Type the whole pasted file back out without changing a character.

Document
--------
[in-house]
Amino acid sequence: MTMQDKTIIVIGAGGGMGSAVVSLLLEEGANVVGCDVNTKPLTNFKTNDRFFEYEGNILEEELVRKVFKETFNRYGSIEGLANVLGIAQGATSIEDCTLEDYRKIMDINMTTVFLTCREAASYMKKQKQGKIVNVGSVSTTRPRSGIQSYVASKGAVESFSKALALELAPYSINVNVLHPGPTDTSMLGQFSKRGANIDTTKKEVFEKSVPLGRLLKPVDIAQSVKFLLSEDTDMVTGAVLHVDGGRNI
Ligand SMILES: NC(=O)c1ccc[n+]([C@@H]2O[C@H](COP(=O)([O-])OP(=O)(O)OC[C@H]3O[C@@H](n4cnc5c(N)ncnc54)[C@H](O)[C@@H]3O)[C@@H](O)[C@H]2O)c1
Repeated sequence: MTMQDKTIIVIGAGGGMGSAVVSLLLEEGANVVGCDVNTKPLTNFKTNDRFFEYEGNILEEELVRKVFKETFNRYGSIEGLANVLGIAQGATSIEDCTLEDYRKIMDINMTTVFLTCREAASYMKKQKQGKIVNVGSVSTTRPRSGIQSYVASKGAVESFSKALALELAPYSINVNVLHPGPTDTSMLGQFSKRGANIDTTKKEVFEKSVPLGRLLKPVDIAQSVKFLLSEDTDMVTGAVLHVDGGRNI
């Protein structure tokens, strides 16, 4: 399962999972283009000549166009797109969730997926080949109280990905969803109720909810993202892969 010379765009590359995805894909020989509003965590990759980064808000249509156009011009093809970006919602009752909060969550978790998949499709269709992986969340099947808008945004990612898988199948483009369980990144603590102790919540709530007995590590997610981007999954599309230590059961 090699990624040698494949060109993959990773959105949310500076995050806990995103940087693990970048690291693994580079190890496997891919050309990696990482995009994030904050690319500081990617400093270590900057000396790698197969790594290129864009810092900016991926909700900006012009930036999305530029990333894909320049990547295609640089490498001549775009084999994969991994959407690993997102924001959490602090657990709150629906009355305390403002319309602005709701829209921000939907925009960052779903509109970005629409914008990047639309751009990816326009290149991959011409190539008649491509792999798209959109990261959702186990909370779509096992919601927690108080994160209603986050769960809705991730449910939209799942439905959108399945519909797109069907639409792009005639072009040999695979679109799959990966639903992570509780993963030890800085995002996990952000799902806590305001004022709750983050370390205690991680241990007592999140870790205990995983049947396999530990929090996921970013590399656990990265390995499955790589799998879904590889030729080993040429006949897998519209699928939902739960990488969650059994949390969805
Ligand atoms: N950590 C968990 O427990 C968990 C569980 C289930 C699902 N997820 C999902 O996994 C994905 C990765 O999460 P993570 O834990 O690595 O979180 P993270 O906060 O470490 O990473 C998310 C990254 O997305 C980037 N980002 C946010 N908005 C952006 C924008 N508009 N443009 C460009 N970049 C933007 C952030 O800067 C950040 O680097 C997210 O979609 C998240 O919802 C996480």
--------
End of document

[in-house]
Amino acid sequence: MTMQDKTIIVIGAGGGMGSAVVSLLLEEGANVVGCDVNTKPLTNFKTNDRFFEYEGNILEEELVRKVFKETFNRYGSIEGLANVLGIAQGATSIEDCTLEDYRKIMDINMTTVFLTCREAASYMKKQKQGKIVNVGSVSTTRPRSGIQSYVASKGAVESFSKALALELAPYSINVNVLHPGPTDTSMLGQFSKRGANIDTTKKEVFEKSVPLGRLLKPVDIAQSVKFLLSEDTDMVTGAVLHVDGGRNI
Ligand SMILES: NC(=O)c1ccc[n+]([C@@H]2O[C@H](COP(=O)([O-])OP(=O)(O)OC[C@H]3O[C@@H](n4cnc5c(N)ncnc54)[C@H](O)[C@@H]3O)[C@@H](O)[C@H]2O)c1
Repeated sequence: MTMQDKTIIVIGAGGGMGSAVVSLLLEEGANVVGCDVNTKPLTNFKTNDRFFEYEGNILEEELVRKVFKETFNRYGSIEGLANVLGIAQGATSIEDCTLEDYRKIMDINMTTVFLTCREAASYMKKQKQGKIVNVGSVSTTRPRSGIQSYVASKGAVESFSKALALELAPYSINVNVLHPGPTDTSMLGQFSKRGANIDTTKKEVFEKSVPLGRLLKPVDIAQSVKFLLSEDTDMVTGAVLHVDGGRNI
């Protein structure tokens, strides 16, 4: 399962999972283009000549166009797109969730997926080949109280990905969803109720909810993202892969 010379765009590359995805894909020989509003965590990759980064808000249509156009011009093809970006919602009752909060969550978790998949499709269709992986969340099947808008945004990612898988199948483009369980990144603590102790919540709530007995590590997610981007999954599309230590059961 090699990624040698494949060109993959990773959105949310500076995050806990995103940087693990970048690291693994580079190890496997891919050309990696990482995009994030904050690319500081990617400093270590900057000396790698197969790594290129864009810092900016991926909700900006012009930036999305530029990333894909320049990547295609640089490498001549775009084999994969991994959407690993997102924001959490602090657990709150629906009355305390403002319309602005709701829209921000939907925009960052779903509109970005629409914008990047639309751009990816326009290149991959011409190539008649491509792999798209959109990261959702186990909370779509096992919601927690108080994160209603986050769960809705991730449910939209799942439905959108399945519909797109069907639409792009005639072009040999695979679109799959990966639903992570509780993963030890800085995002996990952000799902806590305001004022709750983050370390205690991680241990007592999140870790205990995983049947396999530990929090996921970013590399656990990265390995499955790589799998879904590889030729080993040429006949897998519209699928939902739960990488969650059994949390969805
Ligand atoms: N950590 C968990 O427990 C968990 C569980 C289930 C699902 N997820 C999902 O996994 C994905 C990765 O999460 P993570 O834990 O690595 O979180 P993270 O906060 O470490 O990473 C998310 C990254 O997305 C980037 N980002 C946010 N908005 C952006 C924008 N508009 N443009 C460009 N970049 C933007 C952030 O800067 C950040 O680097 C997210 O979609 C998240 O919802 C996480």